This post is also available in: Spanish
In our Latino world, many compare our celebrities to their American counterparts. In the case of Ana Maria Polo, she’s our Judge Judy, but that’s not how she sees herself. She’s not a judge, but rather an arbitrator. In her show, Caso Cerrado, in which millions watch on Telemundo each week. She helps families deal with crisis that many can relate to in their personal lives. Her sound advice has made her very popular by both men and women and across cultures. Latino Connection is proud to interview the very popular Doctora Ana Maria Polo who this year marks her 15th year anniversary on CASO CERRADO!!
TLC: You don’t call yourself a judge, but rather an arbitrator. Would you please explain the difference?
AMP: A judge is a government employee, by definition every T.V. judge is an arbiter because they work for a T.V. network. An arbiter is usually an attorney or a person trained in the art of mediation or conflict resolution. In my case, I do binding arbitration, the litigants must comply with my decision if unable to reach a compromise.
TLC: What is the strangest or most surprising case that has affected you personally?
AMP: During my 15 years tenure, I have seen a lot of strange and surprising cases, however I always recall the one in which I lost “my cool” and acted aggressively against an unruly litigant by throwing a glass of water at his face. This man had been sexually abusing his 16 year old niece and turning her into a sex slave. To my surprise, the audience felt I should have been MORE aggressive.
TLC: Do you see Caso Cerrado ever crossing cultural borders and moving into the American television genre?
AMP: Absolutely, I believe the general market would fall in love with my style of deciding cases and the subject matters we deal with. I bring expert testimonies that are informative and enlightening, and we reflect upon the conflicts that affects the population of this great country of ours.
TLC: Do you consider yourself addicted to your work? Since it seems you have so many shows going on at the same time.
AMP: OH NO!!! I am not addicted to work. We have an incredible team of producers who really get it! In fact, we film 240 shows in 55 days!!! Quite efficient. The rest of the year, I attend numerous events with different agencies and institutions such as Stand Up to Cancer, Race for the Cure and fan events.
TLC: You are one of the influential leaders in the Latino community. Knowing you have a great following would you consider running for political office?
AMP: Although I possess a Bachelors degree in Political Science and I fully understand the importance of a healthy democracy, I have become quite disillusioned with the political process, especially during the ongoing presidential campaign. If I ever become involved in politics… it would be in my native Cuba. I left in 1961 and I have never returned but I hope to see a free and democratic Cuba before my death!
TLC: How do you respond to your critics who say your show portrays the worst of our Latino community?
AMP: The critics who say that my show portrays the worst of the Latino community have not followed my show consistently. The show portrays every kind of Latino that is willing to expose their conflicts to the world… the good, the bad and the ugly!!!
TLC: What do you do to get the energy needed to deal with so many human problems that could otherwise weigh someone down emotionally and mentally?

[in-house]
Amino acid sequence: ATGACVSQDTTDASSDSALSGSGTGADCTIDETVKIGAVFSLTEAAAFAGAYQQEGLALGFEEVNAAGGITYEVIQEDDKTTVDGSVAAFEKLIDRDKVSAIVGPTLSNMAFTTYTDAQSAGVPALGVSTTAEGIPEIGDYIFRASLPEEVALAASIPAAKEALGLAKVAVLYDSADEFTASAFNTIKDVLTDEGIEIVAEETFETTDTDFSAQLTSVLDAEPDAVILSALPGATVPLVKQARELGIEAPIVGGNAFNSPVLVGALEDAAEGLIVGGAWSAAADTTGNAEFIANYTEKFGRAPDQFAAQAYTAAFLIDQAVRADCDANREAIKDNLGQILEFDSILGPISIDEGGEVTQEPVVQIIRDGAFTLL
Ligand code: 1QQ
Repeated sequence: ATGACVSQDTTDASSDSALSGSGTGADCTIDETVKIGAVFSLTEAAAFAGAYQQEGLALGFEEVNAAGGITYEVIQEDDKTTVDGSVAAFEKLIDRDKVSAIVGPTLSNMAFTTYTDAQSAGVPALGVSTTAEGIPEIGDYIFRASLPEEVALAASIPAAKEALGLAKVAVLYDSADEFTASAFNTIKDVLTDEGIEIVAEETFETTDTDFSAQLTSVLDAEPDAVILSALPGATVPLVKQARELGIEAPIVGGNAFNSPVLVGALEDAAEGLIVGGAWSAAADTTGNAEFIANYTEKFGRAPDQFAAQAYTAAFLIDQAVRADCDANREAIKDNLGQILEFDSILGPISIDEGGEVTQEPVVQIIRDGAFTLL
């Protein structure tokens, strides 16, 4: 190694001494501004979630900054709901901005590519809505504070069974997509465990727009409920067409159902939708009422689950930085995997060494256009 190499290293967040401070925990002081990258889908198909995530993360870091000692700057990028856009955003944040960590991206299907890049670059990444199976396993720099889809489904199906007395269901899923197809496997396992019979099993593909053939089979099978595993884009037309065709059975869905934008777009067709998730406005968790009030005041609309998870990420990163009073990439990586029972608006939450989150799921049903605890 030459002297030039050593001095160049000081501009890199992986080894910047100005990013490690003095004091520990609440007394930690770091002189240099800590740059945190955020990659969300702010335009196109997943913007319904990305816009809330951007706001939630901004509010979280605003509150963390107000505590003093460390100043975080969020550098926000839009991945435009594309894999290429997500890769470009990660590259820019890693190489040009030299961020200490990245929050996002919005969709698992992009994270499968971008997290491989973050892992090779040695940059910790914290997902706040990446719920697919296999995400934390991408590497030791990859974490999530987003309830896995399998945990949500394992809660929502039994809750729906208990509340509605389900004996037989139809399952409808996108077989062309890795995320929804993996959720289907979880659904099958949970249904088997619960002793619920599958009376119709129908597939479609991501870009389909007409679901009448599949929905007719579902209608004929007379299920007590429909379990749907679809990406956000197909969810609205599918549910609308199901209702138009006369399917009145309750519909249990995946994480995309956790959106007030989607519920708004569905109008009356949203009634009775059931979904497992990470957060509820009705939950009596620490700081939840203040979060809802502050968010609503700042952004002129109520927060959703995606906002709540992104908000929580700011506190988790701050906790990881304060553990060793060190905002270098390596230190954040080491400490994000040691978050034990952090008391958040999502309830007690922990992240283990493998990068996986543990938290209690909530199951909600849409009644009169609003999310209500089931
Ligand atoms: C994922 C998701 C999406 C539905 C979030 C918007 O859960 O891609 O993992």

AMP: I cannot denied the fact that some cases are emotionally draining and that there have been times in which I have gotten very sensitive. From the bottom of my heart I have HOPE in humanity and I am a true believer that justice will always reveal the truth. In addition to that, during the time that I am not taping I try to disconnect myself by doing the things that I enjoy, like reading, meditating traveling etc..
TLC: What other projects are you working on the future?
AMP: I am always working on new projects. For one, I am attempting to take my show to the general market without getting lost in translation. I am also working on a game show for latinos as well as various documentaries on relevant subject matters. I believe that television is a powerful communicator.
TLC: In what ways has fame changed your life?
AMP: Fame is a difficult consequence of this trade. It has changed my life quite significantly although I take it in stride. Loss of anonymity sounds simple but it is difficult to deal with. However, I must admit that most of the attention I attract is quite respectful and loving.
TLC: We know you are an advocate for Women’s health and in particular breast cancer awareness. Would you please send a message to our readers, both men and women on why do you feel it is important?
AMP: Health is the most valuable asset we have in life! Cancer in particular, is a silent killer. We tend to react only to health crisis instead of keeping a preventive regimen. If you are facing a serious diagnosis, keep calm, inform yourself and follow your doctor’s advice. Have faith and surround yourself with positive people.
TLC: Have you ever regretted a decision you made on your show?
AMP: I have regretted some decisions…. but I always have the chance to correct it. That’s the advantage of the legal system, it’s why we have appellate courts.
TLC: Do you watch television? If so, what kinds of shows do you like watching? What is your guilty pleasure?
AMP: I am an avid television watcher, in fact, I am a binge watcher. I devour my favorite series once their out! Orange is the New Black, Masters of Sex, Homeland, Nashville, Shameless, to name a few, and naturally, CASO CERRADO!